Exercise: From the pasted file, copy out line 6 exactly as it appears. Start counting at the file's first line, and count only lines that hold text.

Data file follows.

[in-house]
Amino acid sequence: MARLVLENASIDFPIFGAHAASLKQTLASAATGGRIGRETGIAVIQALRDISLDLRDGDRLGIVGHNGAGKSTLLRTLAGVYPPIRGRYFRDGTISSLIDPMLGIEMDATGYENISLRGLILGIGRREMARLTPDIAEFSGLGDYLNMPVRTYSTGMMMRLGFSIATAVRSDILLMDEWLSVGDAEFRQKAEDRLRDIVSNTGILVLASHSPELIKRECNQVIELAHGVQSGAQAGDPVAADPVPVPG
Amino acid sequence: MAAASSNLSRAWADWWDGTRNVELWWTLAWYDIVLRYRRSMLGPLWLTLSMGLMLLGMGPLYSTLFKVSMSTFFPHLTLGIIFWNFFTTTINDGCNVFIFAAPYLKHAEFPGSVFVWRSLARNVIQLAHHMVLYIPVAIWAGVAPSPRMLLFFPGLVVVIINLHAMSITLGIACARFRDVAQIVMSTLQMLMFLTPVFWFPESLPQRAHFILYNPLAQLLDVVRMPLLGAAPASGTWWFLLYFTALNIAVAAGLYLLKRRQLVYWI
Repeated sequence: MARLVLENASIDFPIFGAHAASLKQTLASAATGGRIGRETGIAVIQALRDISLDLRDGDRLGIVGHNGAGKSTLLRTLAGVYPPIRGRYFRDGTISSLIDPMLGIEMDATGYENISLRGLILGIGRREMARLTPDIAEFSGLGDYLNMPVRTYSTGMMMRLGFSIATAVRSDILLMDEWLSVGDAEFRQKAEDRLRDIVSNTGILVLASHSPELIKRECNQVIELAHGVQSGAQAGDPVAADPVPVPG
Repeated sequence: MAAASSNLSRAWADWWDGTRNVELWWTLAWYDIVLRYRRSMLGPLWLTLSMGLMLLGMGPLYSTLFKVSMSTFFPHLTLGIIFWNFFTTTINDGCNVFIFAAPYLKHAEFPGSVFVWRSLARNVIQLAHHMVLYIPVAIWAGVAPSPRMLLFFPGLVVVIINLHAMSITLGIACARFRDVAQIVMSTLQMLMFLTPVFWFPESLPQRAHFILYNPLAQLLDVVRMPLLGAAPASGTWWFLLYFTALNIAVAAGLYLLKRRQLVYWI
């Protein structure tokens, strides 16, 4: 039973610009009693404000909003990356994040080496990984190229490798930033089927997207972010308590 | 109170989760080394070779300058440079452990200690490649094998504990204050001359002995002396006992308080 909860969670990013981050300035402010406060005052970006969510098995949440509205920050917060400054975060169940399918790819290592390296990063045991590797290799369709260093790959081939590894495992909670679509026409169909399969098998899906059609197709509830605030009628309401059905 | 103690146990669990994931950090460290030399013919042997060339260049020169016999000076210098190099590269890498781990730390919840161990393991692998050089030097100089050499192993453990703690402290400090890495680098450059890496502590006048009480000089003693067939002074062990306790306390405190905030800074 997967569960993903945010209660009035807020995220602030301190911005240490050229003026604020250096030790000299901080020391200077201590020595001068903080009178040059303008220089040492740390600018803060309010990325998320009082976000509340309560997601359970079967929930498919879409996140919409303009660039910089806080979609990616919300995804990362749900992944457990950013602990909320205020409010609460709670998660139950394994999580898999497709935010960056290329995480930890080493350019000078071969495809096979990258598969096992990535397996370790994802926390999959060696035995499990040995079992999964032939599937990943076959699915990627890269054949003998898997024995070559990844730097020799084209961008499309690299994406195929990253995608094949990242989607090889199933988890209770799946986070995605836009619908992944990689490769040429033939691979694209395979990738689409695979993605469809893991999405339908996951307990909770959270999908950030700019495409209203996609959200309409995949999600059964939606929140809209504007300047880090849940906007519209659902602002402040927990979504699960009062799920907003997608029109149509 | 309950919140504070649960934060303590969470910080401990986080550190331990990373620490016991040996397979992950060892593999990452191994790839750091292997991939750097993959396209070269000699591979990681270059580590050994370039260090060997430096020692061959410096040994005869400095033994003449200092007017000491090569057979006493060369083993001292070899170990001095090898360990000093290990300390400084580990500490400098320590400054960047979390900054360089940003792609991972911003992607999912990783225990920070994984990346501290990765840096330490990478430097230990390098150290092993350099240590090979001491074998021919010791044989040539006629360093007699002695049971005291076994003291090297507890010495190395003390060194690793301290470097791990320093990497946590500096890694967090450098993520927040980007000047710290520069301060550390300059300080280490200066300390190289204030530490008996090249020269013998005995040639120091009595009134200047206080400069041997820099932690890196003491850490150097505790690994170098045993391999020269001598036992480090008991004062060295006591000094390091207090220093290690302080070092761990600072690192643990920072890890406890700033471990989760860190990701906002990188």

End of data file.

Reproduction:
């Protein structure tokens, strides 16, 4: 039973610009009693404000909003990356994040080496990984190229490798930033089927997207972010308590 | 109170989760080394070779300058440079452990200690490649094998504990204050001359002995002396006992308080 909860969670990013981050300035402010406060005052970006969510098995949440509205920050917060400054975060169940399918790819290592390296990063045991590797290799369709260093790959081939590894495992909670679509026409169909399969098998899906059609197709509830605030009628309401059905 | 103690146990669990994931950090460290030399013919042997060339260049020169016999000076210098190099590269890498781990730390919840161990393991692998050089030097100089050499192993453990703690402290400090890495680098450059890496502590006048009480000089003693067939002074062990306790306390405190905030800074 997967569960993903945010209660009035807020995220602030301190911005240490050229003026604020250096030790000299901080020391200077201590020595001068903080009178040059303008220089040492740390600018803060309010990325998320009082976000509340309560997601359970079967929930498919879409996140919409303009660039910089806080979609990616919300995804990362749900992944457990950013602990909320205020409010609460709670998660139950394994999580898999497709935010960056290329995480930890080493350019000078071969495809096979990258598969096992990535397996370790994802926390999959060696035995499990040995079992999964032939599937990943076959699915990627890269054949003998898997024995070559990844730097020799084209961008499309690299994406195929990253995608094949990242989607090889199933988890209770799946986070995605836009619908992944990689490769040429033939691979694209395979990738689409695979993605469809893991999405339908996951307990909770959270999908950030700019495409209203996609959200309409995949999600059964939606929140809209504007300047880090849940906007519209659902602002402040927990979504699960009062799920907003997608029109149509 | 309950919140504070649960934060303590969470910080401990986080550190331990990373620490016991040996397979992950060892593999990452191994790839750091292997991939750097993959396209070269000699591979990681270059580590050994370039260090060997430096020692061959410096040994005869400095033994003449200092007017000491090569057979006493060369083993001292070899170990001095090898360990000093290990300390400084580990500490400098320590400054960047979390900054360089940003792609991972911003992607999912990783225990920070994984990346501290990765840096330490990478430097230990390098150290092993350099240590090979001491074998021919010791044989040539006629360093007699002695049971005291076994003291090297507890010495190395003390060194690793301290470097791990320093990497946590500096890694967090450098993520927040980007000047710290520069301060550390300059300080280490200066300390190289204030530490008996090249020269013998005995040639120091009595009134200047206080400069041997820099932690890196003491850490150097505790690994170098045993391999020269001598036992480090008991004062060295006591000094390091207090220093290690302080070092761990600072690192643990920072890890406890700033471990989760860190990701906002990188």